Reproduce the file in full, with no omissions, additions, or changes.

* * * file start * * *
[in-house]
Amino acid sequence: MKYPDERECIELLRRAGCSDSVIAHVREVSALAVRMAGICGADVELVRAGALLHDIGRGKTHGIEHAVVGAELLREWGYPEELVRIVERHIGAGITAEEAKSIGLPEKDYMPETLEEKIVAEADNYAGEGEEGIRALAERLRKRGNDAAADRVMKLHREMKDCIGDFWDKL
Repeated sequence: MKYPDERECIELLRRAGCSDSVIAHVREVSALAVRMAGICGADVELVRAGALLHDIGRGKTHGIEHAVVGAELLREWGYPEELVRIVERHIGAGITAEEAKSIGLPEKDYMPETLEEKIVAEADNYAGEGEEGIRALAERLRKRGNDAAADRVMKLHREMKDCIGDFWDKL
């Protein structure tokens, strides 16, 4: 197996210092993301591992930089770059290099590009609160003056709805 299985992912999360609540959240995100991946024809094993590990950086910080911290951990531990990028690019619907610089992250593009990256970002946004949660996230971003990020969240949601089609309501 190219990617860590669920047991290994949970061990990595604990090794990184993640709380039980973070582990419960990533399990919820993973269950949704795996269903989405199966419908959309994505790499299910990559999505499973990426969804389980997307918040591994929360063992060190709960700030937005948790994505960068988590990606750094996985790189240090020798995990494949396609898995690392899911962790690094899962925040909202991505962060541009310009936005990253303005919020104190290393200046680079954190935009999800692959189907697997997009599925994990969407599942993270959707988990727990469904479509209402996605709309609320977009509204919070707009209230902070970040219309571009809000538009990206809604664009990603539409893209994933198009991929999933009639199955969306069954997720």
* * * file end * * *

[in-house]
Amino acid sequence: MKYPDERECIELLRRAGCSDSVIAHVREVSALAVRMAGICGADVELVRAGALLHDIGRGKTHGIEHAVVGAELLREWGYPEELVRIVERHIGAGITAEEAKSIGLPEKDYMPETLEEKIVAEADNYAGEGEEGIRALAERLRKRGNDAAADRVMKLHREMKDCIGDFWDKL
Repeated sequence: MKYPDERECIELLRRAGCSDSVIAHVREVSALAVRMAGICGADVELVRAGALLHDIGRGKTHGIEHAVVGAELLREWGYPEELVRIVERHIGAGITAEEAKSIGLPEKDYMPETLEEKIVAEADNYAGEGEEGIRALAERLRKRGNDAAADRVMKLHREMKDCIGDFWDKL
């Protein structure tokens, strides 16, 4: 197996210092993301591992930089770059290099590009609160003056709805 299985992912999360609540959240995100991946024809094993590990950086910080911290951990531990990028690019619907610089992250593009990256970002946004949660996230971003990020969240949601089609309501 190219990617860590669920047991290994949970061990990595604990090794990184993640709380039980973070582990419960990533399990919820993973269950949704795996269903989405199966419908959309994505790499299910990559999505499973990426969804389980997307918040591994929360063992060190709960700030937005948790994505960068988590990606750094996985790189240090020798995990494949396609898995690392899911962790690094899962925040909202991505962060541009310009936005990253303005919020104190290393200046680079954190935009999800692959189907697997997009599925994990969407599942993270959707988990727990469904479509209402996605709309609320977009509204919070707009209230902070970040219309571009809000538009990206809604664009990603539409893209994933198009991929999933009639199955969306069954997720």